Musk said Twitter should be “warm and welcoming to everyone” and allow users to choose the experience they want.
A deadline to close the deal on Friday was ordered by the Delaware Premier Court in early October. It’s the latest step in a battle that began in April with Musk signing a deal to buy Twitter, then attempting to back out, prompting Twitter to sue the Tesla CEO to force him to take the deal. If the two sides fail to meet Friday’s deadline, the next step could be a trial in November that could lead to a judge forcing Musk to complete the deal.
But Musk has signaled that the deal will succeed. He strolled into the company’s San Francisco headquarters Wednesday carrying a porcelain sink, changing his Twitter profile to “Chief Twit,” and tweeted “Into Twitter HQ – let that sink in!”
And overnight, the New York Stock Exchange informed investors that it would suspend trading in Twitter’s shares before the opening bell on Friday in anticipation of the company going private. under Musk.
Musk is expected to speak directly to Twitter employees on Friday if the deal is finalized, according to an internal memo cited in several media outlets. Despite the internal embarrassment and low morale attached to concerns about layoffs or destruction of the company’s culture and operations, Twitter leaders this week at least welcomed appearances and messaging. by Musk.
Top sales manager Sarah Personette, the company’s chief customer officer, said she had a “great discussion” with Musk on Wednesday and appeared to confirm his Thursday message with Musk. advertisers.
“Our ongoing commitment to brand safety for advertisers remains unchanged,” Personette tweeted Thursday. “Toward the future!”
Musk’s apparent enthusiasm for visiting Twitter headquarters this week stands in stark contrast to one of his earlier suggestions: The building should be turned into a shelter for the homeless because it has so few employees. actually work there.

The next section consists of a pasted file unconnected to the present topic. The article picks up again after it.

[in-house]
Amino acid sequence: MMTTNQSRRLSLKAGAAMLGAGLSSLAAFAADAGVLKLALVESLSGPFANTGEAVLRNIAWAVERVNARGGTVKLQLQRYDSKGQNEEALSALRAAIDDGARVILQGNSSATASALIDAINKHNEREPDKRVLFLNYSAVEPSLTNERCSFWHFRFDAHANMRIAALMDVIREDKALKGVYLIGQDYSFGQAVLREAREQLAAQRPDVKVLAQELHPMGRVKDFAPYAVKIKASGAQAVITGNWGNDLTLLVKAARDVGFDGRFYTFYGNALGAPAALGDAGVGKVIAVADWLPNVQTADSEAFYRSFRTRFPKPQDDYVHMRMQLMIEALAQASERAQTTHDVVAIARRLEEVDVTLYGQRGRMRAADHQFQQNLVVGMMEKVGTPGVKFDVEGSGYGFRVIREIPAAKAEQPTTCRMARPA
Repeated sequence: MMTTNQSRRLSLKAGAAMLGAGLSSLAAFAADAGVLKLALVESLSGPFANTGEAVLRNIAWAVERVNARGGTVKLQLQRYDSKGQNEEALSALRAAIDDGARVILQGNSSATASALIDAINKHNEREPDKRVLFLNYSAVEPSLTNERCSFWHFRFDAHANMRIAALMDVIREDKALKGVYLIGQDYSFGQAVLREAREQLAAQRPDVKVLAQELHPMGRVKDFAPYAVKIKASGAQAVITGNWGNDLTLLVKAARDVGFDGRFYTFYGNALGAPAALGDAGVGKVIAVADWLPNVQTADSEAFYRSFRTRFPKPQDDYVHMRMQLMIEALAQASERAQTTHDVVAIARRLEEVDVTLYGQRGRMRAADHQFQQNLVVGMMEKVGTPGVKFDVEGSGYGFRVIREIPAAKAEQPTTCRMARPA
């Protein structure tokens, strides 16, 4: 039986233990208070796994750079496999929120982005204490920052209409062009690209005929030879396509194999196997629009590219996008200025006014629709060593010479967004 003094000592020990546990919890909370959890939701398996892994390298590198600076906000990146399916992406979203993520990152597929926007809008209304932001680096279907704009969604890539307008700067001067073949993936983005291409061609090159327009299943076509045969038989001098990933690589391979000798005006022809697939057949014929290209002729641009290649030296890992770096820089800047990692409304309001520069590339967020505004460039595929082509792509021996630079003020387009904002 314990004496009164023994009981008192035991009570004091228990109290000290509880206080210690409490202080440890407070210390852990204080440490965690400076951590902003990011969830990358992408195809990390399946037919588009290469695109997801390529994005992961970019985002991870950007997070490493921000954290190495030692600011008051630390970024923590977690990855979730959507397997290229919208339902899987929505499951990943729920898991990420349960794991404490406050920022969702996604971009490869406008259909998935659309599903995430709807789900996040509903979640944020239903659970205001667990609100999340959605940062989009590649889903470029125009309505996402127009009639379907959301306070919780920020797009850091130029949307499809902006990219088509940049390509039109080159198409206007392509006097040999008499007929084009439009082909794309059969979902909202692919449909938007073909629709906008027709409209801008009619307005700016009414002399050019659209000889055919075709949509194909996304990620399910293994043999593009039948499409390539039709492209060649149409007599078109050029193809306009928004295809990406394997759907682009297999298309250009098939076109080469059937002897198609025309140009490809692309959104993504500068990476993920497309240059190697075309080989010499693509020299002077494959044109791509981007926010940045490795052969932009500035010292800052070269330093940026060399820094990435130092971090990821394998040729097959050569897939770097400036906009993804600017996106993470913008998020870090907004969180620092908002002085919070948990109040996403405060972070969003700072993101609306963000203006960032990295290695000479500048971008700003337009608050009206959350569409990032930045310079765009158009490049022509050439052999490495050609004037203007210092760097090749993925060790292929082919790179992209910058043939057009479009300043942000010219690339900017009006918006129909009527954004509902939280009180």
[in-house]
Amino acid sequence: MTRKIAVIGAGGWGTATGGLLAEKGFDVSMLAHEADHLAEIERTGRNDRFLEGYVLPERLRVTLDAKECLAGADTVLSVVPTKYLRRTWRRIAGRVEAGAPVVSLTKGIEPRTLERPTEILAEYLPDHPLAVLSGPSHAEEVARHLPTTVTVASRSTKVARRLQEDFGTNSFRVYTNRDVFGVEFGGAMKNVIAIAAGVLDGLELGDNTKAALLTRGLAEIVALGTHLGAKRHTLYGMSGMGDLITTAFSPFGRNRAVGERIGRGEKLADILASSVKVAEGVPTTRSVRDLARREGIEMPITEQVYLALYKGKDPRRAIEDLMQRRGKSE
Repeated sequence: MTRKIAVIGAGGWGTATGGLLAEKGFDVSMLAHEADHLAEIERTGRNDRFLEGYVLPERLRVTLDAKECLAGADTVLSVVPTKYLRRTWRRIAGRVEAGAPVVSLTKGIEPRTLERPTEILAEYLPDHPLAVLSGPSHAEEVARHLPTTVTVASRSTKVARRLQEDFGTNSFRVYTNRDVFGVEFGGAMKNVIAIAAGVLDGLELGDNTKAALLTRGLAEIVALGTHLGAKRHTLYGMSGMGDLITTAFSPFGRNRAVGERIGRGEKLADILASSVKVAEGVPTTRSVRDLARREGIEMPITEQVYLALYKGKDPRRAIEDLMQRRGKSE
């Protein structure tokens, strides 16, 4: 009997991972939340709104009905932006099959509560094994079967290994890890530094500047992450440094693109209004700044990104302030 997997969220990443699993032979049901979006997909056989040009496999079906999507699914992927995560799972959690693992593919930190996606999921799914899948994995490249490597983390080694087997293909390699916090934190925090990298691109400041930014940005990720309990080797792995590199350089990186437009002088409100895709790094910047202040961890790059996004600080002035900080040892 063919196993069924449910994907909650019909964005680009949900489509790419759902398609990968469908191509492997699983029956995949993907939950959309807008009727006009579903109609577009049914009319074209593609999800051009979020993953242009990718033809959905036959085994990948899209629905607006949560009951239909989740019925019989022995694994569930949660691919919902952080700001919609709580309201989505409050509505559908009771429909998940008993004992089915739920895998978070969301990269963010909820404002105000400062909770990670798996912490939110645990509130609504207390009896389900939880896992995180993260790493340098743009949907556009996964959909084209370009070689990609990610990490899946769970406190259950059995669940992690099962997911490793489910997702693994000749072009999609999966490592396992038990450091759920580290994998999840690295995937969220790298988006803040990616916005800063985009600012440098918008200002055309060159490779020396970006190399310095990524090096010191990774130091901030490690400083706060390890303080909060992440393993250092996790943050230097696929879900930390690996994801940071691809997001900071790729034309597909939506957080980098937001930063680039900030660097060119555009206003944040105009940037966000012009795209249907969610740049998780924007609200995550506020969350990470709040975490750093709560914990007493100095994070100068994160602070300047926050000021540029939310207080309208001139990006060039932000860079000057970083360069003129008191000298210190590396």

The Washington Post reported last week that Musk had told potential investors he plans to cut three-quarters of Twitter’s 7,500 workers when he becomes the company’s owner. The newspaper cited documents and unnamed sources familiar with the deliberation.
Musk spent months figuring out Twitter’s “spam bots” and sometimes making conflicting statements about Twitter’s problems and how to fix them. But he did share some specifics about his plans for the social media platform.
Thursday’s note to advertisers reveals a new focus on ad revenue, particularly the need for Twitter to deliver more “relevant ads” – which often means targeted ads based on the collection and analysis of users’ personal information.
Yildirim says that, unlike Facebook, Twitter hasn’t been good at targeting ads to what users want to see. She says Musk’s message shows he wants to fix that.
Insider Intelligence principal analyst Jasmine Enberg said Musk has good reason to avoid a major shakeup to Twitter’s ad business because Twitter’s revenue has taken a hit from the weakening economy, months of uncertainty surrounding Musk’s proposed takeover, changing consumer behavior and the fact that “no other revenue stream awaits in the wings.”
“Even loosening content moderation on the platform is sure to spook advertisers, many of whom have found that Twitter’s brand safety tools fall short of that,” Enberg said. with other social platforms,” says Enberg.